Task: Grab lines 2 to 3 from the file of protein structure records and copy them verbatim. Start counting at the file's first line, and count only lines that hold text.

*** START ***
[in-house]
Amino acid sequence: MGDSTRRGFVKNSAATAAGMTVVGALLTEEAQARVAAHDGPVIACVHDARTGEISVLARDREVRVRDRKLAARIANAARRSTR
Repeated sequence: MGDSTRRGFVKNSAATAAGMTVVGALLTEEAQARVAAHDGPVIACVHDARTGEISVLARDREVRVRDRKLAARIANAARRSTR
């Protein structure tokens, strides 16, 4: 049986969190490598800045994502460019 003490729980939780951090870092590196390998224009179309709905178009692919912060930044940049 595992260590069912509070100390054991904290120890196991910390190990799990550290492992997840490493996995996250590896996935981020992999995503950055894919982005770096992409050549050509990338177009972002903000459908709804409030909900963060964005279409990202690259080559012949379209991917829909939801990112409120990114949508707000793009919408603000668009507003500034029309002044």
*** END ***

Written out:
Amino acid sequence: MGDSTRRGFVKNSAATAAGMTVVGALLTEEAQARVAAHDGPVIACVHDARTGEISVLARDREVRVRDRKLAARIANAARRSTR
Repeated sequence: MGDSTRRGFVKNSAATAAGMTVVGALLTEEAQARVAAHDGPVIACVHDARTGEISVLARDREVRVRDRKLAARIANAARRSTR